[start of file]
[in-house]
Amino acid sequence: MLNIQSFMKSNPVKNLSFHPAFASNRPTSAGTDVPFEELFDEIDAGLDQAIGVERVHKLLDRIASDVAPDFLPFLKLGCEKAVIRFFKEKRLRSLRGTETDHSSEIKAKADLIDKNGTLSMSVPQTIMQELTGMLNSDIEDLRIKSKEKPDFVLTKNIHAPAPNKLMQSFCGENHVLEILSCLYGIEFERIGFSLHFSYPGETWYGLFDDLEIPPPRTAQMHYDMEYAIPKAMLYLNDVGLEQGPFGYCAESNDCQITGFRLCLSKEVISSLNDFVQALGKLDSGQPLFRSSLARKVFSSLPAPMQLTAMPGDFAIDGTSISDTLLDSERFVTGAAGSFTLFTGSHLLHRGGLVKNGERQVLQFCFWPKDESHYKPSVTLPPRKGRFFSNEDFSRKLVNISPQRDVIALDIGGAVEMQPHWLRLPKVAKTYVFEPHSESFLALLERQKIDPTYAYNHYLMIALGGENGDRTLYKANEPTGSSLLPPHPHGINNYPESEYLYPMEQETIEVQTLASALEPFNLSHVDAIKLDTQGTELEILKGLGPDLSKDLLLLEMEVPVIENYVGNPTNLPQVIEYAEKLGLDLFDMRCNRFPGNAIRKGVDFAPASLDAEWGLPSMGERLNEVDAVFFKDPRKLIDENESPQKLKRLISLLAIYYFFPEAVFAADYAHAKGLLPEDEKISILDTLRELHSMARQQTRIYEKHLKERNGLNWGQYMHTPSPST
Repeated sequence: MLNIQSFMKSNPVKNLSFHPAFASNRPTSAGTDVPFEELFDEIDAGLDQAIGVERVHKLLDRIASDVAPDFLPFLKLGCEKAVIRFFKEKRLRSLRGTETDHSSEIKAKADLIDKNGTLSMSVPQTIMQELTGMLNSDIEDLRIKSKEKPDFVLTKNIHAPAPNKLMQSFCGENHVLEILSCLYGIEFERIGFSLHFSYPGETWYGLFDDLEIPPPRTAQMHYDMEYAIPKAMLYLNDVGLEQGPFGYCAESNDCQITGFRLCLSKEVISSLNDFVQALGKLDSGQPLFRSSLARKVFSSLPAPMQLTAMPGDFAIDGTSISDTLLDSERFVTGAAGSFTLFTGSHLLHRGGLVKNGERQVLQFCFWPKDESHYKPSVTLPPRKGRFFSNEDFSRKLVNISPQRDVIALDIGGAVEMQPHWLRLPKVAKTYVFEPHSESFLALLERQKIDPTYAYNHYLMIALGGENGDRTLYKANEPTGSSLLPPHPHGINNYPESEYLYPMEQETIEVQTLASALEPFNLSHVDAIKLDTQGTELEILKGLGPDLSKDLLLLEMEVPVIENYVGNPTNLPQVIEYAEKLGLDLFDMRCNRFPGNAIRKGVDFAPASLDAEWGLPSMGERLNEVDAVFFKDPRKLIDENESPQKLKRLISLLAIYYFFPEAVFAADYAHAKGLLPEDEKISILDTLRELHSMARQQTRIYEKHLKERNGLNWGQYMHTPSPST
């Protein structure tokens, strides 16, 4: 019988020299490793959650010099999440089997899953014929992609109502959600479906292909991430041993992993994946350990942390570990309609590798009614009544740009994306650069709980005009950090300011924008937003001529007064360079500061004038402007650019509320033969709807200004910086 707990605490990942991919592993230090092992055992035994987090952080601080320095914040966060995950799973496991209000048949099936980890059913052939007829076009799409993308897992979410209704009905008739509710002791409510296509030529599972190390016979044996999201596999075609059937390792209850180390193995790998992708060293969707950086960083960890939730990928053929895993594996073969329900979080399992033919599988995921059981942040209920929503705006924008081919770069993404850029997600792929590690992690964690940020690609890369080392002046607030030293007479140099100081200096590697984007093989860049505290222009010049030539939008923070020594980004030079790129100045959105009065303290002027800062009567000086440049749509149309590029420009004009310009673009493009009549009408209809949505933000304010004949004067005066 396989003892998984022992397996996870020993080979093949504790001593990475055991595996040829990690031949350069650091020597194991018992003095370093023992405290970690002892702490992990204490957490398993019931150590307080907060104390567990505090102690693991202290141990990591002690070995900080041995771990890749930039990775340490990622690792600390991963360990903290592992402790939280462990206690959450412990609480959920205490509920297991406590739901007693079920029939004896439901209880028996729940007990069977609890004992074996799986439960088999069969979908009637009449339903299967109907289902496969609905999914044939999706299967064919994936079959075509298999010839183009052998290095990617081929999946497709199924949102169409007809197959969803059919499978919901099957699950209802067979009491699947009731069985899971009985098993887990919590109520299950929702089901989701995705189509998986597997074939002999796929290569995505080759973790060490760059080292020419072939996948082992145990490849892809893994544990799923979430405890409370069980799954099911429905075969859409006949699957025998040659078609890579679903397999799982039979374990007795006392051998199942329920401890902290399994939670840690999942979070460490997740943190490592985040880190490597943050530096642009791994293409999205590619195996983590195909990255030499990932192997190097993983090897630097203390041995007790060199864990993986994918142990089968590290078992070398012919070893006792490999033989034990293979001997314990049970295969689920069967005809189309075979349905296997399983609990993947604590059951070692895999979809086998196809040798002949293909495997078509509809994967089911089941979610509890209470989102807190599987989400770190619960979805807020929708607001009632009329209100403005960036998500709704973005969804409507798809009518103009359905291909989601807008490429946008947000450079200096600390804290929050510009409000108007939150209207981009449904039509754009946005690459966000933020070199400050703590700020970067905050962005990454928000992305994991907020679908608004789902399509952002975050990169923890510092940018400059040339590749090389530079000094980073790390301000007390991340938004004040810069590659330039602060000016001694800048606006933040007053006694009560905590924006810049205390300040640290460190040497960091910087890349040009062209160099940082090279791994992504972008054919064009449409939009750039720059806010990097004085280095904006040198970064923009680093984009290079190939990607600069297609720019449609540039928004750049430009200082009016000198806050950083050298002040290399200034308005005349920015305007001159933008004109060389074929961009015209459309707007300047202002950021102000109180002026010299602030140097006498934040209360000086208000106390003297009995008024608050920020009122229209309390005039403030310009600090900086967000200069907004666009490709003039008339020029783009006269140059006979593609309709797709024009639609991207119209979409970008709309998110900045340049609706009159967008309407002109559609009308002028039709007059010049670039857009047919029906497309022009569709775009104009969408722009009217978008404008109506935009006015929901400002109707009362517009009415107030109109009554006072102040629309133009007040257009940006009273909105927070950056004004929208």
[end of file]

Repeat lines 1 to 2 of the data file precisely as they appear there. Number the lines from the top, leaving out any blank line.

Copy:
[in-house]
Amino acid sequence: MLNIQSFMKSNPVKNLSFHPAFASNRPTSAGTDVPFEELFDEIDAGLDQAIGVERVHKLLDRIASDVAPDFLPFLKLGCEKAVIRFFKEKRLRSLRGTETDHSSEIKAKADLIDKNGTLSMSVPQTIMQELTGMLNSDIEDLRIKSKEKPDFVLTKNIHAPAPNKLMQSFCGENHVLEILSCLYGIEFERIGFSLHFSYPGETWYGLFDDLEIPPPRTAQMHYDMEYAIPKAMLYLNDVGLEQGPFGYCAESNDCQITGFRLCLSKEVISSLNDFVQALGKLDSGQPLFRSSLARKVFSSLPAPMQLTAMPGDFAIDGTSISDTLLDSERFVTGAAGSFTLFTGSHLLHRGGLVKNGERQVLQFCFWPKDESHYKPSVTLPPRKGRFFSNEDFSRKLVNISPQRDVIALDIGGAVEMQPHWLRLPKVAKTYVFEPHSESFLALLERQKIDPTYAYNHYLMIALGGENGDRTLYKANEPTGSSLLPPHPHGINNYPESEYLYPMEQETIEVQTLASALEPFNLSHVDAIKLDTQGTELEILKGLGPDLSKDLLLLEMEVPVIENYVGNPTNLPQVIEYAEKLGLDLFDMRCNRFPGNAIRKGVDFAPASLDAEWGLPSMGERLNEVDAVFFKDPRKLIDENESPQKLKRLISLLAIYYFFPEAVFAADYAHAKGLLPEDEKISILDTLRELHSMARQQTRIYEKHLKERNGLNWGQYMHTPSPST